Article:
Jim Dixon, the fortunate one in Kingsley Amis' Lucky Jim, is described by Matthew Walther:
Its eponymous hero, Jim Dixon, is a junior lecturer in history at an undistinguished Welsh college. Dixon’s pleasures are simple: he smokes a carefully allotted number of cigarettes each day and drinks a rather less measured amount of beer most nights at pubs. His single goal is to coast successfully through his two-year probation period and become a permanent faculty member in the history department.That last bit, the "niggling mindlessness" and most especially the "pseudo-light it threw upon non-problems," is one of the great indictments of any profession in literature. As a description of quite a lot of social science it has the markings of the best satire: hilarity (it is even laugh-out-loud funny), recognizable truth, and melancholy.
Standing in his way is the departmental supervisor, Professor Welch. (“No other professor in Great Britain, Dixon thought, set such store by being called Professor.”) Welch is a dedicated amateur flautist—or, as he insists, recorder player—and busybody who forces Dixon to attend chamber music recitals during impossibly dull weekend visits to the professor’s home and perform quotidian tasks such as doing Welch’s research for him and proofing his manuscripts.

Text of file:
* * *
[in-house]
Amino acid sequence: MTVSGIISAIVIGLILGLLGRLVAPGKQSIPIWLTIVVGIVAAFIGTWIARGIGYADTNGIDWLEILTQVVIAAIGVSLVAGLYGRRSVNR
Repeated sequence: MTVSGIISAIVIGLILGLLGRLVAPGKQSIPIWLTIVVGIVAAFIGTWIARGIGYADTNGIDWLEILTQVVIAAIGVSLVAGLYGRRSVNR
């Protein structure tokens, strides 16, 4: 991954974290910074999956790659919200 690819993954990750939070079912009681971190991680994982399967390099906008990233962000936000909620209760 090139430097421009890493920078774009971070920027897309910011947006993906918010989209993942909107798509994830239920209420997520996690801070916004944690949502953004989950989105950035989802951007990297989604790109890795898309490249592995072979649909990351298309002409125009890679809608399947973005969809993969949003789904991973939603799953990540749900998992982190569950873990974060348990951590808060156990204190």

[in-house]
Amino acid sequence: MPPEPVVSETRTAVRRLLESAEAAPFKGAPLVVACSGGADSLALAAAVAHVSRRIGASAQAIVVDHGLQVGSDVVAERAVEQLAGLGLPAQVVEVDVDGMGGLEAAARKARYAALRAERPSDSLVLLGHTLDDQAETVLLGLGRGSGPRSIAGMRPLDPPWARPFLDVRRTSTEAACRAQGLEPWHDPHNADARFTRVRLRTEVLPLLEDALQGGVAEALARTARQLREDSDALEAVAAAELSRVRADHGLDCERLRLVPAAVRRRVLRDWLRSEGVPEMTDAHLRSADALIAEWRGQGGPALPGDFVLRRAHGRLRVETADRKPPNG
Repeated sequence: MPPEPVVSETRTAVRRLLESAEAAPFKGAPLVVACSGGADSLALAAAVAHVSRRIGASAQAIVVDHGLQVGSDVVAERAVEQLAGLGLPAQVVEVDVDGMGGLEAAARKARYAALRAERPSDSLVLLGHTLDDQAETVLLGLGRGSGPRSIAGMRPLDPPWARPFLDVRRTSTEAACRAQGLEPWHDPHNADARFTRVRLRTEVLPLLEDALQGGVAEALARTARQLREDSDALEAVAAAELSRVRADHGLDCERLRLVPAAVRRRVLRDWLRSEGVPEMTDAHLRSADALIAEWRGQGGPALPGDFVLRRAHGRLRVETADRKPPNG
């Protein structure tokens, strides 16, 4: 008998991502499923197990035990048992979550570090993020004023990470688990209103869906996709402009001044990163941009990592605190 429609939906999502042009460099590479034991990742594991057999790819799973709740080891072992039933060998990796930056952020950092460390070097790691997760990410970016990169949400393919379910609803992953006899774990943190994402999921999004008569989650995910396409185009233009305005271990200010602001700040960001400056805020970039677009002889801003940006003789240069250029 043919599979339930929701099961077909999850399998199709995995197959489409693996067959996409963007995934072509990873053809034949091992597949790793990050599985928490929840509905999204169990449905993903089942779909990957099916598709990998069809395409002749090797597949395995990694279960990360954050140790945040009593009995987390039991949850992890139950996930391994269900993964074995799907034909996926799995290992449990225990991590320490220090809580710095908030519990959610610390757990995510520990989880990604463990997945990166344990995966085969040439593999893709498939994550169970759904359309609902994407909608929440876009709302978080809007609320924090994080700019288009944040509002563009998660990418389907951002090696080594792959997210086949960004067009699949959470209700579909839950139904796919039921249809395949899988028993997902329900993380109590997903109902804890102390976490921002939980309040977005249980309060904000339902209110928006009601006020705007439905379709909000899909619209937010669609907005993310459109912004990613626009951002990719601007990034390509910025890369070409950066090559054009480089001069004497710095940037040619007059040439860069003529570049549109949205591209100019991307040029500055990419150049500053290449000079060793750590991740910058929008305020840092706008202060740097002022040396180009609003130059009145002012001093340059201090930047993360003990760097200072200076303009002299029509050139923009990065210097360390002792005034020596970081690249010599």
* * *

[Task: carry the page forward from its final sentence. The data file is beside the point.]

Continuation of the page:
In order to remain in good standing with his department, Dixon must also publish an article, “The Economic Influence of Shipbuilding Techniques, 1450 to 1485,” in an scholarly journal. Dixon, despite his having little knowledge and even less interest in the period, is a medievalist. Amis’s description of Dixon’s article will ring true for anyone who has ever been forced into academic writing: “It was a perfect article, in that it crystallized the article’s niggling mindlessness, its funereal parade of yawn-enforcing facts, the pseudo-light it threw upon non-problems. Dixon had read, or begun to read, dozens like it, but his own seemed worse than most in its air of being convinced of its own usefulness and significance.”
Of course it isn't all that way. But still.